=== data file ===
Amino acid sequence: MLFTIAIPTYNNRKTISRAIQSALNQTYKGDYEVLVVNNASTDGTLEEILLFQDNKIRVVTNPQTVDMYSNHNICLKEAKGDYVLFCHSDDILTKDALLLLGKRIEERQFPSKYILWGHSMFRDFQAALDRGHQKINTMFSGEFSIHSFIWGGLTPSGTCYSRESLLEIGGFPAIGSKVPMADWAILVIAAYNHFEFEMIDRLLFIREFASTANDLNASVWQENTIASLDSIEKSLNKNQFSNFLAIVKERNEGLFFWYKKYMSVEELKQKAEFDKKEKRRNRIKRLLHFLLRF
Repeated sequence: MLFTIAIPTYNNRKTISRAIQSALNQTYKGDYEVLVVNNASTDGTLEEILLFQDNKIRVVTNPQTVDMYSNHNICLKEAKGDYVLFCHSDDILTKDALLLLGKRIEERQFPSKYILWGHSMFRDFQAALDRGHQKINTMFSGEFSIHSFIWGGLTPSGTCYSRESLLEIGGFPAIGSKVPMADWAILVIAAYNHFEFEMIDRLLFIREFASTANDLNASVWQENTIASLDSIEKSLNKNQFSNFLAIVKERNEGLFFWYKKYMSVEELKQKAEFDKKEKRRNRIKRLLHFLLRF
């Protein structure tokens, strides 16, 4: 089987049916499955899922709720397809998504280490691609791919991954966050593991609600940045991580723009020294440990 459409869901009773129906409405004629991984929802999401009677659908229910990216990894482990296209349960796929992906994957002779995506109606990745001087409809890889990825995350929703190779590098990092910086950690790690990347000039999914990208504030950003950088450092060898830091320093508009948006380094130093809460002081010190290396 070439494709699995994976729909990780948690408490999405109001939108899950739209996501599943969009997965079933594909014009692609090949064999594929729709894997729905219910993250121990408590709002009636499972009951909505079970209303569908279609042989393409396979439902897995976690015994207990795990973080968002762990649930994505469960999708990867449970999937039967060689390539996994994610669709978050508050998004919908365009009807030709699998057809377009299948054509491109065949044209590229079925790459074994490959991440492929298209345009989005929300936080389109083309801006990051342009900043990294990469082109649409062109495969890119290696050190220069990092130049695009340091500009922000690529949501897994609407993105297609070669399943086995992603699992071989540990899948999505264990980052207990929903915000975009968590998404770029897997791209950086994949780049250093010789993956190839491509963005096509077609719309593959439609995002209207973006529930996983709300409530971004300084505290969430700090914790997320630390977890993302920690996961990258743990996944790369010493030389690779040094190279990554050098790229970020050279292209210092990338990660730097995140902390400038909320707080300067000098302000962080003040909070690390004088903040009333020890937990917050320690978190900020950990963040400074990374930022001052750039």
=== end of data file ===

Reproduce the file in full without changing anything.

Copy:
Amino acid sequence: MLFTIAIPTYNNRKTISRAIQSALNQTYKGDYEVLVVNNASTDGTLEEILLFQDNKIRVVTNPQTVDMYSNHNICLKEAKGDYVLFCHSDDILTKDALLLLGKRIEERQFPSKYILWGHSMFRDFQAALDRGHQKINTMFSGEFSIHSFIWGGLTPSGTCYSRESLLEIGGFPAIGSKVPMADWAILVIAAYNHFEFEMIDRLLFIREFASTANDLNASVWQENTIASLDSIEKSLNKNQFSNFLAIVKERNEGLFFWYKKYMSVEELKQKAEFDKKEKRRNRIKRLLHFLLRF
Repeated sequence: MLFTIAIPTYNNRKTISRAIQSALNQTYKGDYEVLVVNNASTDGTLEEILLFQDNKIRVVTNPQTVDMYSNHNICLKEAKGDYVLFCHSDDILTKDALLLLGKRIEERQFPSKYILWGHSMFRDFQAALDRGHQKINTMFSGEFSIHSFIWGGLTPSGTCYSRESLLEIGGFPAIGSKVPMADWAILVIAAYNHFEFEMIDRLLFIREFASTANDLNASVWQENTIASLDSIEKSLNKNQFSNFLAIVKERNEGLFFWYKKYMSVEELKQKAEFDKKEKRRNRIKRLLHFLLRF
């Protein structure tokens, strides 16, 4: 089987049916499955899922709720397809998504280490691609791919991954966050593991609600940045991580723009020294440990 459409869901009773129906409405004629991984929802999401009677659908229910990216990894482990296209349960796929992906994957002779995506109606990745001087409809890889990825995350929703190779590098990092910086950690790690990347000039999914990208504030950003950088450092060898830091320093508009948006380094130093809460002081010190290396 070439494709699995994976729909990780948690408490999405109001939108899950739209996501599943969009997965079933594909014009692609090949064999594929729709894997729905219910993250121990408590709002009636499972009951909505079970209303569908279609042989393409396979439902897995976690015994207990795990973080968002762990649930994505469960999708990867449970999937039967060689390539996994994610669709978050508050998004919908365009009807030709699998057809377009299948054509491109065949044209590229079925790459074994490959991440492929298209345009989005929300936080389109083309801006990051342009900043990294990469082109649409062109495969890119290696050190220069990092130049695009340091500009922000690529949501897994609407993105297609070669399943086995992603699992071989540990899948999505264990980052207990929903915000975009968590998404770029897997791209950086994949780049250093010789993956190839491509963005096509077609719309593959439609995002209207973006529930996983709300409530971004300084505290969430700090914790997320630390977890993302920690996961990258743990996944790369010493030389690779040094190279990554050098790229970020050279292209210092990338990660730097995140902390400038909320707080300067000098302000962080003040909070690390004088903040009333020890937990917050320690978190900020950990963040400074990374930022001052750039």